Just how bad is cancel culture getting in the United States these days? Bad enough that the New York Times editorial board felt compelled to write an extensive analysis of the problem and announce a series of upcoming pieces on what might be done to address it. To be sure, their argument included some very weak attempts at whataboutism, somehow concluding that “conservatives do it too” by pointing to recently passed laws regarding books and curricula in public schools and parents’ roles in such decisions. (Just for the record, when the government limits speech legislatively, that’s a First Amendment issue. When a mob shuts down your business or gets you thrown off of social media, that’s cancel culture.) But when you read between the lines in the Times editorial, it pretty quickly becomes clear that the liberal editorial board at the paper recognizes that the crisis is almost entirely emanating from their side of the ideological aisle.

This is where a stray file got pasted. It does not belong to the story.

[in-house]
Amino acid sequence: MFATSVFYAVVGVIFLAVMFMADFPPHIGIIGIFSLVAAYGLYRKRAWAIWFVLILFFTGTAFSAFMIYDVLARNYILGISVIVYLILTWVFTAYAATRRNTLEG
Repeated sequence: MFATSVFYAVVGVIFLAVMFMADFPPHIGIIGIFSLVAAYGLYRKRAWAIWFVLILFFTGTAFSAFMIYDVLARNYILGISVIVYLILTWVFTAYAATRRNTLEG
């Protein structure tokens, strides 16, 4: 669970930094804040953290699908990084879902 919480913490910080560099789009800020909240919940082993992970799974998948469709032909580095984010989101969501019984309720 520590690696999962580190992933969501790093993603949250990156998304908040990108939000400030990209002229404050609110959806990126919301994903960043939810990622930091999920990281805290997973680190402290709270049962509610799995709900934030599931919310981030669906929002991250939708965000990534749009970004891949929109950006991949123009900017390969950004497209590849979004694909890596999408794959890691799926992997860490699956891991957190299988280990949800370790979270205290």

Our era, especially, is not made for this; social media is awash in speech of the point-scoring, picking-apart, piling-on, put-down variety. A deluge of misinformation and disinformation online has heightened this tension. Making the internet a more gracious place does not seem high on anyone’s agenda, and certainly not for most of the tech companies that control it.
But the old lesson of “think before you speak” has given way to the new lesson of “speak at your peril.” You can’t consider yourself a supporter of free speech and be policing and punishing speech more than protecting it. Free speech demands a greater willingness to engage with ideas we dislike and greater self-restraint in the face of words that challenge and even unsettle us.